African-Americans made up a tiny slice of the pre-Civil War population of Wisconsin. Less than 1200 are recorded on the 1860 federal census, out of a total head count of 775,881. It’s safe to assume that the actual number in residence was larger, since African-Americans—runaway slaves or documented free men and women–had plenty of reason not to consider any government agent a friend.
One man of color in Wisconsin who was not afraid to make his presence known was Byrd Parker. He came to Oshkosh from North Carolina by way of Chicago where he had served as a minister in the “African” Methodist (segregated) Church. In 1855, with no pulpit open to him in his new home town, Parker and his wife Jane opened an “eating saloon.”
The newly-born Republican Party swept into state office on an anti-slavery platform in 1856. The legislature placed a referendum on the ballot for November, 1857 asking if Wisconsin should recognize the right of “Negro” men to vote. Parker attended a gathering in Racine held to celebrate the abolition of slavery in the British West Indies where black and white activists also met “to adopt some efficient means to canvass the State in favor of equal suffrage.”
One of the “means” they adopted was to dispatch Byrd Parker on a lecture tour. The young man left Jane and their one year old daughter May in Oshkosh and hit the road in frontier Wisconsin. It was not necessarily hostile territory, just a place where a black face was a rare sight and a well-spoken black man an exotic apparition.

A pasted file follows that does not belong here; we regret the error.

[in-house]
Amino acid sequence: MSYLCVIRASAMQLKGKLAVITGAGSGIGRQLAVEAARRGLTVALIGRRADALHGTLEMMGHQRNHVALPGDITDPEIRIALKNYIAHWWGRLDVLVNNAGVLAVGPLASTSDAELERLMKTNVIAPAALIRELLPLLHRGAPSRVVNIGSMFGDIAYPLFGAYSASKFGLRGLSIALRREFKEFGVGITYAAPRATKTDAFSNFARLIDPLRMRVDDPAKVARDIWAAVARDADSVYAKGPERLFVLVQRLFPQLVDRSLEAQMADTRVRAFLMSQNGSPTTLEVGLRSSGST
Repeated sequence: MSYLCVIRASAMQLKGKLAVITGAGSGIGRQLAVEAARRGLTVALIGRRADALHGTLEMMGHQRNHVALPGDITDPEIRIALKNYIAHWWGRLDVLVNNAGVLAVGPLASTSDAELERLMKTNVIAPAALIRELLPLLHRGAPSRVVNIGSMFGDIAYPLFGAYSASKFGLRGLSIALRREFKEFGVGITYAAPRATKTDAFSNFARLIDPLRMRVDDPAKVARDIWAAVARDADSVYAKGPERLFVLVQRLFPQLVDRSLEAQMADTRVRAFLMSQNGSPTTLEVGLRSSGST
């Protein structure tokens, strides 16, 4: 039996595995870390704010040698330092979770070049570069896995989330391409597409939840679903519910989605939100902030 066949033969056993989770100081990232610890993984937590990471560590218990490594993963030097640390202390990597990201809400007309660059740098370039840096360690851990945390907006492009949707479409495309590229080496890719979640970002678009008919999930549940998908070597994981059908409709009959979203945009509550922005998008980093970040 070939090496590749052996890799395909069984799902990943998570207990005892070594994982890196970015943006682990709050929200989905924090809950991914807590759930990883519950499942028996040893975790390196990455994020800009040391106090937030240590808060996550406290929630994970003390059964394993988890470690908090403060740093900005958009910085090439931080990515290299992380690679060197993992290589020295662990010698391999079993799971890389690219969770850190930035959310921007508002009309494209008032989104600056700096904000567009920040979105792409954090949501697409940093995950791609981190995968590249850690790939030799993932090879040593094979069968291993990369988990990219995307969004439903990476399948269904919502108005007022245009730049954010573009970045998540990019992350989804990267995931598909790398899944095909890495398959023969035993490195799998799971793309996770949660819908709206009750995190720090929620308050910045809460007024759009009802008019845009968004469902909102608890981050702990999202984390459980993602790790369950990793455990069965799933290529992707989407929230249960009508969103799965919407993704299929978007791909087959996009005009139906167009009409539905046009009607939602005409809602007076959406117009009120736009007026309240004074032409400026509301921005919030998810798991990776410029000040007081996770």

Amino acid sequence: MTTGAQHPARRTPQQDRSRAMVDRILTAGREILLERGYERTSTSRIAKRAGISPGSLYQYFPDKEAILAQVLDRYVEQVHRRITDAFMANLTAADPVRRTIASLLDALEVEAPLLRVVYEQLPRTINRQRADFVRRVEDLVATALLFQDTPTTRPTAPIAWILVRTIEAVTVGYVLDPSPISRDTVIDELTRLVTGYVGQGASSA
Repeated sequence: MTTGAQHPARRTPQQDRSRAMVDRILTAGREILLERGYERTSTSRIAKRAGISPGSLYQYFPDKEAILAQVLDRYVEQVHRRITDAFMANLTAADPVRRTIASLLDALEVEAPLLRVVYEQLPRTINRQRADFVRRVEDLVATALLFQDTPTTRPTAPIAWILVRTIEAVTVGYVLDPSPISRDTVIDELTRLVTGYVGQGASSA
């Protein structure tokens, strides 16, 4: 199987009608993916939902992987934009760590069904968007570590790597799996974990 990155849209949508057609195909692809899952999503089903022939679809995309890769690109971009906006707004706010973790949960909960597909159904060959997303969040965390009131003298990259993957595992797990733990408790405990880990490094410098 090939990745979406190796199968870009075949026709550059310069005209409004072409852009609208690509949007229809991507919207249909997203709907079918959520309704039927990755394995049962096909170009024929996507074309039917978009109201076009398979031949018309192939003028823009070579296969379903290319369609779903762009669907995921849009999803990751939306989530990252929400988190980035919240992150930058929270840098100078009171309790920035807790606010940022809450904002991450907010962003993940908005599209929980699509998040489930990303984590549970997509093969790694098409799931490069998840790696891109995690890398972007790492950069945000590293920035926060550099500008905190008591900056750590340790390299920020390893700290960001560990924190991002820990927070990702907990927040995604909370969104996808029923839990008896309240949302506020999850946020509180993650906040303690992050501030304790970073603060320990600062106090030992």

By all accounts, Parker met the challenge. In Milwaukee, he was reported as “little inferior” to the well-known abolitionist orator Frederick Douglass and described as “a strong advocate in the cause of his oppressed people.” In Berlin, the crowd filled the meeting hall and applauded his words. In Menasha, he was praised for exposing the “barren…doctrine [that] the blacks have no rights which white men are bound to respect.”
Parker was good, and his cause just but the time was not yet right. He could not persuade a majority of the all-white, male electorate to vote in favor of suffrage for black men. The referendum campaign ended, but Parker did not stop. He continued to speak out against slavery and in favor of equal rights for African-Americans. After hearing him speak early in 1858, editor and Democratic Party leader “Brick” Pomeroy christened Parker a “freedom shrieker.” It was not a compliment, especially from Pomeroy, who became one of Wisconsin’s most committed anti-war, pro-secession and therefore pro-slavery advocates.
Parker did not live to see the Civil War, its terrible carnage , or the new birth of freedom it brought to African-Americans. Early in 1860, he was on the road, at a podium in the village of Randolph, shrieking for freedom, when he collapsed, felled by a congenital lung condition. He survived a few days and saw his family before he died, leaving Jane a widow at age thirty with three children: May, five; Ida, three; Byrd, Jr., one year old.
In the century that followed other freedom shriekers came in Byrd Parker’s wake and other young mothers came to know Jane Parker’s pain.
We are sad for the pain they bore, fortunate they were not silent.